Actual doctors, experts in the fields of psychiatry and neuroscience, released a letter today challenging the science and efficacy of Victor Pedro‘s Cortical Integrative Therapy, for which Pedro has already received nearly $2M in State funding and is due to receive and additional $1M in the 2020 State Budget.
The letter, sent to lawmakers, is from a group of “leading physicians” in Rhode Island “who are board certified and actually specialize in the related field.” The letter has two dozen signatures and continues to grow.
- Who is Dr Victor Pedro and why is he receiving $1M in the 2020 RI State Budget?
- Speaker Mattiello’s office defends $1M budget item for alternative medicine chiropractor
Here’s the letter:
“We have grave concerns about the proposal in the Rhode Island 2020 State Budget to give $1 million dollars for Cortical Integrative Therapy services. Based on our research, there is only one clinician providing this service, a Dr Vincent Pedro, who is a chiropractor, not a Rhode Island board certified physician. There has not been even one double-blind placebo-controlled trial regarding cortical integrative therapy though Dr Pedro’s website references a handful of case reports, which are not considered equivalent in determining the safety and efficacy of medical treatments.
“The American Academy of Child and Adolescent Psychiatry does not mention cortical integrative therapy in its Practice Parameters for the treatment of ADHD, tic disorders or developmental disorders though Dr Pedro’s website specifically recommends cortical integrative therapy for the treatment of ADHD, Tourette’s and developmental disorders. A brief review of the literature suggests that there is no widespread support for this intervention in the treatment of migraine, concussion or traumatic brain injury, also listed on the website. In 2017, Centers for Medicaid and Medicare denied a request to extend a three-year pilot program with the following rationale:
‘As proposed, the CIT treatment is broadly described, with very few parameters for cost or quality control for the specific array of services billed, the intensity of the services, the length of therapy, or the clinical indications for each service. The state has not provided scientific evidence verifying the efficacy of CIT, nor any indication that CIT was subject to such evaluation. CMS does not grant authority, under a section 1115 demonstration, for clinical interventions that have not demonstrated clinical safety and efficacy through standard clinical evaluation processes, and ideally through a rigorous randomized controlled trial.’
Can you help us?
Funding for our reporting relies entirely on the generosity of readers like you. Our independence allows us to write stories that hold RI state and local government officials accountable. All of our stories are free and available to everyone. But your support is essential to keeping Steve and Will on the beat, covering the costs of reporting many stories in a single day. If you are able to, please support Uprise RI. Every contribution, big or small is so valuable to us. You provide the motivation and financial support to keep doing what we do. Thank you.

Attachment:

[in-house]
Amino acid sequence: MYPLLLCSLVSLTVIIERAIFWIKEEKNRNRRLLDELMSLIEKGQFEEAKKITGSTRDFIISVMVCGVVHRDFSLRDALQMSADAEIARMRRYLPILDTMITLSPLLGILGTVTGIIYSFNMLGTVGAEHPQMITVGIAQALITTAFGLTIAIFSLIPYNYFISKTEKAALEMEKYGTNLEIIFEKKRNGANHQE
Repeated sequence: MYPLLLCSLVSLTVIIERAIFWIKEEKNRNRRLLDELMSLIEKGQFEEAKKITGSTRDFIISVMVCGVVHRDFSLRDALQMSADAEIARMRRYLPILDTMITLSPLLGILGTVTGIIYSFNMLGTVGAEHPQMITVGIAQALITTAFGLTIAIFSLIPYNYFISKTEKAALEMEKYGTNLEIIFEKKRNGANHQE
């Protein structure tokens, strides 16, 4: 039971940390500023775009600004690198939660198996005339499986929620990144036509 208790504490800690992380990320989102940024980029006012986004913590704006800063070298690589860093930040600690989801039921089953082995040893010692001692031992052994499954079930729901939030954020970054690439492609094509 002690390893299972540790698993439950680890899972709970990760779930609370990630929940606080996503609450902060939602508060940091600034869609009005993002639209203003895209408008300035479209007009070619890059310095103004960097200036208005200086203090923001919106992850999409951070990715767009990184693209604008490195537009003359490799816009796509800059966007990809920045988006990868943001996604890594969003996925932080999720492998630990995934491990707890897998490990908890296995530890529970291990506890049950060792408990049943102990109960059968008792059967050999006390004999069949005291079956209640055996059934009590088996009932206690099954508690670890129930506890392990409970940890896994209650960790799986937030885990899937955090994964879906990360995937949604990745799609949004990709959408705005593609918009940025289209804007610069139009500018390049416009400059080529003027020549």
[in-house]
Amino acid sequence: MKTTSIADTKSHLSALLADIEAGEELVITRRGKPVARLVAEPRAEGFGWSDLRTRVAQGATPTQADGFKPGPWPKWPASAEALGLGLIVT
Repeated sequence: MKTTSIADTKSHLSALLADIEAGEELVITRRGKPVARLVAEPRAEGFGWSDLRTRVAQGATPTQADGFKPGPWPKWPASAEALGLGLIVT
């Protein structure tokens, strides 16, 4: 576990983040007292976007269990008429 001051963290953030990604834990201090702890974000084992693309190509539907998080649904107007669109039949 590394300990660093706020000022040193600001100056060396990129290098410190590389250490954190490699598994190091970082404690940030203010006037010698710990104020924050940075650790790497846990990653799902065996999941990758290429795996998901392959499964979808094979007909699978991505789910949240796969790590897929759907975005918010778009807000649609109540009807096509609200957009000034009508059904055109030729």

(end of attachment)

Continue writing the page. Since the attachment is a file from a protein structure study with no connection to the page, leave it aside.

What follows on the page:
“Since that denial, there has been no additional published scientific evidence based on a review of the literature and Dr Pedro’s own website.
“There are many ways to spend $1 million dollars of state revenue, many of which could demonstrably benefit people living with ADHD, tic disorders, developmental disorders and other brain disorders, including lead exposure prevention, school meals, and the child care assistance program, all of which are facing cuts. There are evidence-based assessments and treatments available for people in our community who live with neurological and psychiatric illnesses. Cortical integrative therapy is not an evidence-based treatment and it would do our state a severe disservice to fund an unproven intervention and reducing funding to programs which do make a clear difference.
“We urge you to revise the 2020 budget so that $1 million dollars is spent wisely and safely to help the health and welfare of Rhode Island residents.”
The letter is signed by:
- Daisy Bassen, MD, Vice-President, Rhode Island Council of Child and Adolescent Psychiatry
- David Mandelbaum, MD, Director, Division of Child Neurology, Hasbro Children’s Hospital
- Molly Tracy, MD, Child Neurologist, Boston Children’s Hospital
- William Brown, MD, Medical Director, Child Neurology, Hasbro Children’s Hospital
- James Ingraham, MD, President, Rhode Island Psychiatric Society
- Elizabeth Lowenhaupt, MD, Secretary, Rhode Island Council of Child and Adolescent Psychiatry
- Audrey Tyrka, MD, Director of Research, Butler Hospital and Director of the Laboratory for Clinical and Translational Neuroscience
- Gerrit Vanschalkywk, MD, Unit Chief, Adolescent Unit, Butler Hospital
- Paul Christopher, MD, adult psychiatry
- Naureen Attiullah, MD, adult psychiatry
- Kimberley Chiappone, MD, adult psychiatry
- Marta Majczak, MD, child psychiatry
- Kathryn Fleming-Ives, MD, adult psychiatry
- Michelle Rickerby, MD, child and adolescent psychiatry
- Benjamin Lederer, MD, child and adolescent psychiatry
- Christine Rayner, MD, adult psychiatry
- Craig Kaufmann, MD, adult psychiatry
- Gerald Tarnoff, MD, child and adolescent psychiatry
- Pamela Hoffmann, MD, child and adolescent psychiatry
- Paul Malloy, PhD, licensed psychologist
- Wendy Plante, PhD, licensed psychologist
- Melissa Jenkins, PhD, licensed psychologist
- Anjali Palav, PhD, licensed psychologist
- Nicole McLaughlin, PhD, licensed psychologist
UpriseRI is entirely supported by donations and advertising. Every little bit helps:
Become a Patron!